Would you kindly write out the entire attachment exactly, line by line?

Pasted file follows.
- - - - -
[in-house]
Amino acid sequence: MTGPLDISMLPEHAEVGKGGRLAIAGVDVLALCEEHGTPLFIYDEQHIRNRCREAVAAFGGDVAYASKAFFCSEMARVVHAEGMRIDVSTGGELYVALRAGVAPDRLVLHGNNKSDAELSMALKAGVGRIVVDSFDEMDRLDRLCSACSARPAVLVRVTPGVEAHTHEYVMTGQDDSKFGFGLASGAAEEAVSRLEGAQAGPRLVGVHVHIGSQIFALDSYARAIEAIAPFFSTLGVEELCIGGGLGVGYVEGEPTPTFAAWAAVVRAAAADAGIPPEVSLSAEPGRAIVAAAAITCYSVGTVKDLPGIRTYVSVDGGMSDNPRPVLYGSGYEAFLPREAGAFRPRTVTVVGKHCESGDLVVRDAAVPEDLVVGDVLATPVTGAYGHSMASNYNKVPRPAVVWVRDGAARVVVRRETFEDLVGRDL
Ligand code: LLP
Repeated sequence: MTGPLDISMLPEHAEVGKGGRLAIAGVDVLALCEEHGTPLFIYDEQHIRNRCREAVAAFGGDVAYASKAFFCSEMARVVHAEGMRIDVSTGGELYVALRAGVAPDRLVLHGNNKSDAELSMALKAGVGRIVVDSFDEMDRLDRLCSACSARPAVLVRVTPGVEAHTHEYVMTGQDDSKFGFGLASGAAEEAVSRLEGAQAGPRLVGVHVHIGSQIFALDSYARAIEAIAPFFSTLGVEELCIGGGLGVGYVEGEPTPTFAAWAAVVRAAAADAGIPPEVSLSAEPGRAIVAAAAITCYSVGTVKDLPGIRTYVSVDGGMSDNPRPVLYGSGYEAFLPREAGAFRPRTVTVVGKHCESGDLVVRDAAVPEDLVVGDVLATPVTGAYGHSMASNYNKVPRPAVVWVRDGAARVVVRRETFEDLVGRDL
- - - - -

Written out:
[in-house]
Amino acid sequence: MTGPLDISMLPEHAEVGKGGRLAIAGVDVLALCEEHGTPLFIYDEQHIRNRCREAVAAFGGDVAYASKAFFCSEMARVVHAEGMRIDVSTGGELYVALRAGVAPDRLVLHGNNKSDAELSMALKAGVGRIVVDSFDEMDRLDRLCSACSARPAVLVRVTPGVEAHTHEYVMTGQDDSKFGFGLASGAAEEAVSRLEGAQAGPRLVGVHVHIGSQIFALDSYARAIEAIAPFFSTLGVEELCIGGGLGVGYVEGEPTPTFAAWAAVVRAAAADAGIPPEVSLSAEPGRAIVAAAAITCYSVGTVKDLPGIRTYVSVDGGMSDNPRPVLYGSGYEAFLPREAGAFRPRTVTVVGKHCESGDLVVRDAAVPEDLVVGDVLATPVTGAYGHSMASNYNKVPRPAVVWVRDGAARVVVRRETFEDLVGRDL
Ligand code: LLP
Repeated sequence: MTGPLDISMLPEHAEVGKGGRLAIAGVDVLALCEEHGTPLFIYDEQHIRNRCREAVAAFGGDVAYASKAFFCSEMARVVHAEGMRIDVSTGGELYVALRAGVAPDRLVLHGNNKSDAELSMALKAGVGRIVVDSFDEMDRLDRLCSACSARPAVLVRVTPGVEAHTHEYVMTGQDDSKFGFGLASGAAEEAVSRLEGAQAGPRLVGVHVHIGSQIFALDSYARAIEAIAPFFSTLGVEELCIGGGLGVGYVEGEPTPTFAAWAAVVRAAAADAGIPPEVSLSAEPGRAIVAAAAITCYSVGTVKDLPGIRTYVSVDGGMSDNPRPVLYGSGYEAFLPREAGAFRPRTVTVVGKHCESGDLVVRDAAVPEDLVVGDVLATPVTGAYGHSMASNYNKVPRPAVVWVRDGAARVVVRRETFEDLVGRDL